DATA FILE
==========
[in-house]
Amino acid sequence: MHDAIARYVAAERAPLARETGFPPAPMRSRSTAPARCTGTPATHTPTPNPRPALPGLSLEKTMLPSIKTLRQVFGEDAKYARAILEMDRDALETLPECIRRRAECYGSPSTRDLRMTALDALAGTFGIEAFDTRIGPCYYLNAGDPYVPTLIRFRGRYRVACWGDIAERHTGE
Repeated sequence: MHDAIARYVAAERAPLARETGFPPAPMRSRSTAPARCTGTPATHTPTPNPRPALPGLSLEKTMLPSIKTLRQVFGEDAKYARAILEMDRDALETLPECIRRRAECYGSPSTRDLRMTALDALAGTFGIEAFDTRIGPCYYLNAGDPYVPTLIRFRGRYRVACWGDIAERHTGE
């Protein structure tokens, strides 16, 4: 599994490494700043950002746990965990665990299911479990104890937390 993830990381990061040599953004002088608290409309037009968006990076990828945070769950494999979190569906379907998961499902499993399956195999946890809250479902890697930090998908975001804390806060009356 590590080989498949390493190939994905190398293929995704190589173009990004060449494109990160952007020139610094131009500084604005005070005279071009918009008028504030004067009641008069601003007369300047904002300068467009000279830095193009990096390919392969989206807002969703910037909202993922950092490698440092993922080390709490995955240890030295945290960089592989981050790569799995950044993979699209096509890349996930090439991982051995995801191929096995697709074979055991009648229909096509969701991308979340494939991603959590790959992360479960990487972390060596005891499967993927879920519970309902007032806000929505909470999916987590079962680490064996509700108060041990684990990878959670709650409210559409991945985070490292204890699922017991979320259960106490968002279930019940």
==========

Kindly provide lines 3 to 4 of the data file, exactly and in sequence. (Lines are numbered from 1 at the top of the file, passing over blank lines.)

Repeated sequence: MHDAIARYVAAERAPLARETGFPPAPMRSRSTAPARCTGTPATHTPTPNPRPALPGLSLEKTMLPSIKTLRQVFGEDAKYARAILEMDRDALETLPECIRRRAECYGSPSTRDLRMTALDALAGTFGIEAFDTRIGPCYYLNAGDPYVPTLIRFRGRYRVACWGDIAERHTGE
């Protein structure tokens, strides 16, 4: 599994490494700043950002746990965990665990299911479990104890937390 993830990381990061040599953004002088608290409309037009968006990076990828945070769950494999979190569906379907998961499902499993399956195999946890809250479902890697930090998908975001804390806060009356 590590080989498949390493190939994905190398293929995704190589173009990004060449494109990160952007020139610094131009500084604005005070005279071009918009008028504030004067009641008069601003007369300047904002300068467009000279830095193009990096390919392969989206807002969703910037909202993922950092490698440092993922080390709490995955240890030295945290960089592989981050790569799995950044993979699209096509890349996930090439991982051995995801191929096995697709074979055991009648229909096509969701991308979340494939991603959590790959992360479960990487972390060596005891499967993927879920519970309902007032806000929505909470999916987590079962680490064996509700108060041990684990990878959670709650409210559409991945985070490292204890699922017991979320259960106490968002279930019940």